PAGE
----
YOU NEED A SCHOOLHOUSE: BOOKER T. WASHINGTON, JULIUS ROSENWALD, AND THE BUILDING OF SCHOOLS FOR THE SEGREGATED SOUTH
By Stephanie Deutsch
Northwestern University Press, $24.95, 208 pages
Booker T. Washington, the founder of Tuskegee Institute and Julius Rosenwald, the president of Sears, Roebuck and Co. first met in 1911. The occasion of that meeting and all that would follow from it is the subject of Stephanie Deutsch's engaging and instructive "You Need a Schoolhouse."
The author builds her book by first offering biographical information about the principles. For Booker T. Washington, she lets what he wrote in his autobiography "Up From Slavery" set the stage:
"I was born a slave on a plantation in Franklin County, Virginia. I am not quite sure of the exact place or exact date of my birth, but at any rate I suspect I must have been born somewhere and at some time. ... My life had its beginning in the midst of the most miserable, desolate, and discouraging surroundings. This was so, however, not because my owners were especially cruel, for they were not, as compared with many others. I was born in a typical log cabin, about fourteen by sixteen feet square. In this cabin I lived with my mother and a brother and sister till after the Civil War when we all were declared free."
Julius Rosenwald was the son of German immigrants who arrived in this country in 1854, two years before Booker T. Washington was born. His father, Samuel, started out as a peddler in Baltimore, selling dry goods - clothing and groceries. By the time Julius was born, the family had moved to Springfield, Ill., where they were "comfortably" settled. When Julius was 16, he traveled to New York to visit his uncles Julius and Edward Hammerslough, "who were manufacturing clothing in New York City as well as selling it retail, and when they offered Julius the opportunity to come and learn from them, he took it."
On the surface, no two men could have been more different. Yet their partnership, one that eventually brought thousands of modern schoolhouses to black communities in the rural South is the stuff of history. But what animates this volume is something more than history. The spirit of this book, one that lends vitality to the story it tells, derives in part from the personal connection Mrs. Deutsch has to the subject. Julius Rosenwald was her husband's great-grandfather and her interest in her spouse's famous forbear inevitably led the author to the Washington-Rosenwald collaboration. And it led Mrs. Deutsch to the following questions:
"Why, I asked myself, was Washington's name so revered that it was on hundreds of schools all over the country, and yet his legacy today obscure enough that I, not to mention my children and others of their generation, knew little about him? What, I wondered, was the relationship between him and Rosenwald really like? Why had these two men from such different backgrounds been able to work together so effectively?"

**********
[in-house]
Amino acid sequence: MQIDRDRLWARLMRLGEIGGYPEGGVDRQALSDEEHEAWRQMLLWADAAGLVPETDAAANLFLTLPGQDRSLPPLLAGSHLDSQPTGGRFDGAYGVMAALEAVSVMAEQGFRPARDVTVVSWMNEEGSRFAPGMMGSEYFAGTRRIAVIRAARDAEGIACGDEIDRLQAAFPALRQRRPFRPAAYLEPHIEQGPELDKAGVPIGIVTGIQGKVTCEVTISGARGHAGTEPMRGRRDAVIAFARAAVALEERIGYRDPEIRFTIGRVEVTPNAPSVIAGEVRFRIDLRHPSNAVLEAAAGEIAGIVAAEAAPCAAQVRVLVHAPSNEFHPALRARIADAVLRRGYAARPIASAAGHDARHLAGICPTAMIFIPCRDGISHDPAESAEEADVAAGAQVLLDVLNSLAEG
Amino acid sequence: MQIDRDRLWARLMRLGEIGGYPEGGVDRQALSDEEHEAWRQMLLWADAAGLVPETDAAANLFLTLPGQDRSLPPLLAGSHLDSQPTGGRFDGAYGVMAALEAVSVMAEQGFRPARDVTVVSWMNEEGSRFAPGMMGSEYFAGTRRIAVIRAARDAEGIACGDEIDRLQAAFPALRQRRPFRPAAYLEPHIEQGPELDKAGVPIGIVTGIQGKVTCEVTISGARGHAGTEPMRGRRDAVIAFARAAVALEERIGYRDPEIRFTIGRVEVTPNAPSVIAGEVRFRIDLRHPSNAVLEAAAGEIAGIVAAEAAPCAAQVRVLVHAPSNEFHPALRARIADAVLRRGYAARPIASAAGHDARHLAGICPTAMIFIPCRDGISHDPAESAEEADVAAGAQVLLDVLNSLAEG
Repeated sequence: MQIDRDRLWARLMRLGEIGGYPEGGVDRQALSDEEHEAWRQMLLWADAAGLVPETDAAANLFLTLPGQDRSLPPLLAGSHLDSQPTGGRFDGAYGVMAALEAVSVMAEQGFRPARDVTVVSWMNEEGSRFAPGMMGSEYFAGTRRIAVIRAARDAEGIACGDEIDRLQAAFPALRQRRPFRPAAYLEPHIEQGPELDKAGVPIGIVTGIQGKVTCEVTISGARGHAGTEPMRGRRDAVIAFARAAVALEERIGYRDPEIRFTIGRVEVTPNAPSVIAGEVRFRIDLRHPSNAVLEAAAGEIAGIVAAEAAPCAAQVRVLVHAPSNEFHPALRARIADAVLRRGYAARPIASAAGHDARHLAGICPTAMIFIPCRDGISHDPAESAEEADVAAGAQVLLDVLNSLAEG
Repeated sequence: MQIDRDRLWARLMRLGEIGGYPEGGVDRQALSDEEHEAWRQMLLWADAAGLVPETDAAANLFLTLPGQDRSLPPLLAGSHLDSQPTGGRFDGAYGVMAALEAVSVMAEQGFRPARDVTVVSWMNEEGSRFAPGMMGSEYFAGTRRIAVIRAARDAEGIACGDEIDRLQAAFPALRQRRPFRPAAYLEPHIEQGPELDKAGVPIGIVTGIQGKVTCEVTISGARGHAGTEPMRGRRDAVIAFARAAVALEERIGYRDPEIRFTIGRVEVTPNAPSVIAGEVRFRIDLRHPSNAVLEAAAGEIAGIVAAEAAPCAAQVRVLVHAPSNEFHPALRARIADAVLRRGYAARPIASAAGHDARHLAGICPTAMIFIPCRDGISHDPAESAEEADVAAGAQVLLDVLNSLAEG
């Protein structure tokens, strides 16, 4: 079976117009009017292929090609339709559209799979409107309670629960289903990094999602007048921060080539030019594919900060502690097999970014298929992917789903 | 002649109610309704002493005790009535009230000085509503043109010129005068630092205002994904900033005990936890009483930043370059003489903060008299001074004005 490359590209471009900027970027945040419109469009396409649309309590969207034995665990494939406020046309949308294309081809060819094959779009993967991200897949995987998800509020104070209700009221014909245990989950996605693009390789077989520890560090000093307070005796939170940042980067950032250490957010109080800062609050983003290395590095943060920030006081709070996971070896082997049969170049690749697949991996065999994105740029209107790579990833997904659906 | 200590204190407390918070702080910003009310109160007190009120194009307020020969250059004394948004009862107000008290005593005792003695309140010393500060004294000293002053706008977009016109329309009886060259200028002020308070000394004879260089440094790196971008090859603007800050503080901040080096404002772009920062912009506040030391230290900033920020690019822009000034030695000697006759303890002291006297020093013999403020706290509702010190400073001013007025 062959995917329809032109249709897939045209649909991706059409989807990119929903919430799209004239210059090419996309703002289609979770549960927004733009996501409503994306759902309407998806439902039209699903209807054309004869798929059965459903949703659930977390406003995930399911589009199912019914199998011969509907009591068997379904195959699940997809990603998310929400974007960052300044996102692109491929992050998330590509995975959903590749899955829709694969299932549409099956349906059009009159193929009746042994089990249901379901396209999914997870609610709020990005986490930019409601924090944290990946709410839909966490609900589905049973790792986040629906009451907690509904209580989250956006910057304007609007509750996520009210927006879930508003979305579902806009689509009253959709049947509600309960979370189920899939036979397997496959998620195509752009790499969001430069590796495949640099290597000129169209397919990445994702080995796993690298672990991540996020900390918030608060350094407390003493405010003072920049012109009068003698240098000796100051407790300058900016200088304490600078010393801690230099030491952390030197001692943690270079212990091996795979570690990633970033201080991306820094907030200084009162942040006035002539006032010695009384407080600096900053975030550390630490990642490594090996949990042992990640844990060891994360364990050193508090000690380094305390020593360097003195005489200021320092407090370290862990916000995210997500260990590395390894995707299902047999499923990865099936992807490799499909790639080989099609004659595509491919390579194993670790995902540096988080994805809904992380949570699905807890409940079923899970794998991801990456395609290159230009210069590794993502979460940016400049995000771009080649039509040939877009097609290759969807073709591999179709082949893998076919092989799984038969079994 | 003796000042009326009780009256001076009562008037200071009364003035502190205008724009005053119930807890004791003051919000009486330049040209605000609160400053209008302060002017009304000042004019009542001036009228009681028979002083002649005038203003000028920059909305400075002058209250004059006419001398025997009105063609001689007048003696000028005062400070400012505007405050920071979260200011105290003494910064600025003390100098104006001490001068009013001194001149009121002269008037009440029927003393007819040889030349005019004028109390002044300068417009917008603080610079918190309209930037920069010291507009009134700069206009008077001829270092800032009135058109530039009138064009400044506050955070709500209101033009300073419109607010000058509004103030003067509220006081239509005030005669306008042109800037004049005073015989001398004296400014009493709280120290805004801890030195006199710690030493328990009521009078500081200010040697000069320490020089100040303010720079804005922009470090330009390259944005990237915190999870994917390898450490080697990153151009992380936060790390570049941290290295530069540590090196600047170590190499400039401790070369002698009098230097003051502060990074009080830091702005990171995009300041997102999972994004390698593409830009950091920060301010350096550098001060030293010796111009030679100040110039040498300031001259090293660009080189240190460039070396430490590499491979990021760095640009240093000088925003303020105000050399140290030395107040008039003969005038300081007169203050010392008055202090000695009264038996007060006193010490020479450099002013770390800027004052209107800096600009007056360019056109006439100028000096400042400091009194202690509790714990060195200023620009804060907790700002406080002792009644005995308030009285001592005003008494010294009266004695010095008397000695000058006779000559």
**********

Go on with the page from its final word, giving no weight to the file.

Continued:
And answer these questions, she does. At the time of their meeting, Washington was 56. Though widely known and respected, the road to fame for him was not always a smooth one. He had dined with President Theodore Roosevelt and drunk tea with Queen Victoria, but he had also been assaulted on a street in New York City in a random crime that took its toll.
Moreover, as Mrs. Deutsch writes, "Washington has long been out of fashion, often dismissed as servile, an Uncle Tom unable or unwilling to take the stands that would have led more directly to significant change for black Americans. His name is remembered, yet his importance is downplayed in history coursesmore focused on the activist tradition, and his reputation overshadowed by those of Frederick Douglass and W.E.B. Du Bois."
Yet she understands the blazing source of his legacy, and that is as an educator. The story behind the title of the book speaks for itself. "Every Sunday evening at Tuskegee, students and faculty attended a chapel service where when [Washington] was on the campus [he] did his own style of preaching. ... 'You need a schoolhouse,' he said in one talk. You cannot teach school in log cabins without doors, windows, lights, floor or apparatus. You need a schoolhouse and if you are in earnest, the people will help you."
At 51 when they met, Rosenwald, was one of the people who would help. In this well-researched and thoughtful book, Mrs. Deutsch offers a vivid account of race relations, business innovation and state of education for all in the early years of the last century. Spanning war and Depression, pushing back against racism and segregation, this story of the generosity of a singular philanthropist and a visionary educator is one worth knowing.
"When the Rosenwald program ended in 1932, it had built 4,977 schools, 217 homes for teachers ('teacherages,' as they were called), and 163 separate shops. These buildings were located in every state of the American South, from Maryland to Texas (and there were also three in Missouri). ... Local names notwithstanding, as a group they were referred to as Rosenwald schools."
• Carol Herman is the books editor at The Washington Times.